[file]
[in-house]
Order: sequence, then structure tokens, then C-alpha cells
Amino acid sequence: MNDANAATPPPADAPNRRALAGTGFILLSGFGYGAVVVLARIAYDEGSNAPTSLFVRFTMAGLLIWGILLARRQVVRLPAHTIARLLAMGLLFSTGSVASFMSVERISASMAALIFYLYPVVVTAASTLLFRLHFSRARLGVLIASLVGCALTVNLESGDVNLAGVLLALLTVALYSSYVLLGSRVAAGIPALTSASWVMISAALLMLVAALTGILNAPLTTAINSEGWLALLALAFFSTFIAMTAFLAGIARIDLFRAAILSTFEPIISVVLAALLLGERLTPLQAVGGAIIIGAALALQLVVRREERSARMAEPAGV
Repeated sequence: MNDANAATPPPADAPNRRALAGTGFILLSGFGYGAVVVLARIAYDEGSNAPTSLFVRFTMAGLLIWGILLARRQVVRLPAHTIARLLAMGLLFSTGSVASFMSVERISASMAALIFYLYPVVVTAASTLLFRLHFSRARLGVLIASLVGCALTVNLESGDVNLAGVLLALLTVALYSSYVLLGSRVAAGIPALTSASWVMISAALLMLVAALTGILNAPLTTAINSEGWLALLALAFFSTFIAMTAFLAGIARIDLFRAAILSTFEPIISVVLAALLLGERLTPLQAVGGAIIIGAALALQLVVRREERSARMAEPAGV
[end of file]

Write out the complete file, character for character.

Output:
[in-house]
Order: sequence, then structure tokens, then C-alpha cells
Amino acid sequence: MNDANAATPPPADAPNRRALAGTGFILLSGFGYGAVVVLARIAYDEGSNAPTSLFVRFTMAGLLIWGILLARRQVVRLPAHTIARLLAMGLLFSTGSVASFMSVERISASMAALIFYLYPVVVTAASTLLFRLHFSRARLGVLIASLVGCALTVNLESGDVNLAGVLLALLTVALYSSYVLLGSRVAAGIPALTSASWVMISAALLMLVAALTGILNAPLTTAINSEGWLALLALAFFSTFIAMTAFLAGIARIDLFRAAILSTFEPIISVVLAALLLGERLTPLQAVGGAIIIGAALALQLVVRREERSARMAEPAGV
Repeated sequence: MNDANAATPPPADAPNRRALAGTGFILLSGFGYGAVVVLARIAYDEGSNAPTSLFVRFTMAGLLIWGILLARRQVVRLPAHTIARLLAMGLLFSTGSVASFMSVERISASMAALIFYLYPVVVTAASTLLFRLHFSRARLGVLIASLVGCALTVNLESGDVNLAGVLLALLTVALYSSYVLLGSRVAAGIPALTSASWVMISAALLMLVAALTGILNAPLTTAINSEGWLALLALAFFSTFIAMTAFLAGIARIDLFRAAILSTFEPIISVVLAALLLGERLTPLQAVGGAIIIGAALALQLVVRREERSARMAEPAGV